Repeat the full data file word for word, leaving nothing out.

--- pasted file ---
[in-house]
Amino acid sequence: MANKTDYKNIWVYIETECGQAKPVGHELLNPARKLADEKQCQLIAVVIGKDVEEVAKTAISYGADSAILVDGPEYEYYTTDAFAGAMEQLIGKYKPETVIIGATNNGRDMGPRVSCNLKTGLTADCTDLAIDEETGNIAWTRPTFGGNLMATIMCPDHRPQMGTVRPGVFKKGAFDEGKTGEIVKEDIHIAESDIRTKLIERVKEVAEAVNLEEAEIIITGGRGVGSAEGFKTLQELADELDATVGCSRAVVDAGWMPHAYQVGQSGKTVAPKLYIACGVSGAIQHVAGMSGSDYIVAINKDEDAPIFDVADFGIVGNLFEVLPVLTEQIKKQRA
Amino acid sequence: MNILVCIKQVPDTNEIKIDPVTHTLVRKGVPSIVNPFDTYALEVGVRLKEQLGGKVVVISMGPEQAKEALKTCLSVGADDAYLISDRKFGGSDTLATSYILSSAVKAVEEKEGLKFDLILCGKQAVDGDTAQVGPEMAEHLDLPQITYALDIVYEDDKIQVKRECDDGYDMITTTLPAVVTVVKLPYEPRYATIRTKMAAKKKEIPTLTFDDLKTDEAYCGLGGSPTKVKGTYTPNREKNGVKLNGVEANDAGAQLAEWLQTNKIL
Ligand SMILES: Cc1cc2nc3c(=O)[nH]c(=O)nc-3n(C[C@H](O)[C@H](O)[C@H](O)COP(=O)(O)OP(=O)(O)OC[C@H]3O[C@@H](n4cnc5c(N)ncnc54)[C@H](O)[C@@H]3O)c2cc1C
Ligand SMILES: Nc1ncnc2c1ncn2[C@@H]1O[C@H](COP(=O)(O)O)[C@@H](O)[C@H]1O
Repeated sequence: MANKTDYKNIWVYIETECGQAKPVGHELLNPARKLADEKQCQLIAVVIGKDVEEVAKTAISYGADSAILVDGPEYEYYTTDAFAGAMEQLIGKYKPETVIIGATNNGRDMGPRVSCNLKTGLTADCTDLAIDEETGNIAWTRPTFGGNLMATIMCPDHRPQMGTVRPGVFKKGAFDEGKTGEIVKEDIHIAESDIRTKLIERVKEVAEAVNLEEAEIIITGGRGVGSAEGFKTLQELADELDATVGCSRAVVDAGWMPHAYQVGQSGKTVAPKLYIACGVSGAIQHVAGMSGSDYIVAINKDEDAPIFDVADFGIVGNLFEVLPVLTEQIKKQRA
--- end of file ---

[in-house]
Amino acid sequence: MANKTDYKNIWVYIETECGQAKPVGHELLNPARKLADEKQCQLIAVVIGKDVEEVAKTAISYGADSAILVDGPEYEYYTTDAFAGAMEQLIGKYKPETVIIGATNNGRDMGPRVSCNLKTGLTADCTDLAIDEETGNIAWTRPTFGGNLMATIMCPDHRPQMGTVRPGVFKKGAFDEGKTGEIVKEDIHIAESDIRTKLIERVKEVAEAVNLEEAEIIITGGRGVGSAEGFKTLQELADELDATVGCSRAVVDAGWMPHAYQVGQSGKTVAPKLYIACGVSGAIQHVAGMSGSDYIVAINKDEDAPIFDVADFGIVGNLFEVLPVLTEQIKKQRA
Amino acid sequence: MNILVCIKQVPDTNEIKIDPVTHTLVRKGVPSIVNPFDTYALEVGVRLKEQLGGKVVVISMGPEQAKEALKTCLSVGADDAYLISDRKFGGSDTLATSYILSSAVKAVEEKEGLKFDLILCGKQAVDGDTAQVGPEMAEHLDLPQITYALDIVYEDDKIQVKRECDDGYDMITTTLPAVVTVVKLPYEPRYATIRTKMAAKKKEIPTLTFDDLKTDEAYCGLGGSPTKVKGTYTPNREKNGVKLNGVEANDAGAQLAEWLQTNKIL
Ligand SMILES: Cc1cc2nc3c(=O)[nH]c(=O)nc-3n(C[C@H](O)[C@H](O)[C@H](O)COP(=O)(O)OP(=O)(O)OC[C@H]3O[C@@H](n4cnc5c(N)ncnc54)[C@H](O)[C@@H]3O)c2cc1C
Ligand SMILES: Nc1ncnc2c1ncn2[C@@H]1O[C@H](COP(=O)(O)O)[C@@H](O)[C@H]1O
Repeated sequence: MANKTDYKNIWVYIETECGQAKPVGHELLNPARKLADEKQCQLIAVVIGKDVEEVAKTAISYGADSAILVDGPEYEYYTTDAFAGAMEQLIGKYKPETVIIGATNNGRDMGPRVSCNLKTGLTADCTDLAIDEETGNIAWTRPTFGGNLMATIMCPDHRPQMGTVRPGVFKKGAFDEGKTGEIVKEDIHIAESDIRTKLIERVKEVAEAVNLEEAEIIITGGRGVGSAEGFKTLQELADELDATVGCSRAVVDAGWMPHAYQVGQSGKTVAPKLYIACGVSGAIQHVAGMSGSDYIVAINKDEDAPIFDVADFGIVGNLFEVLPVLTEQIKKQRA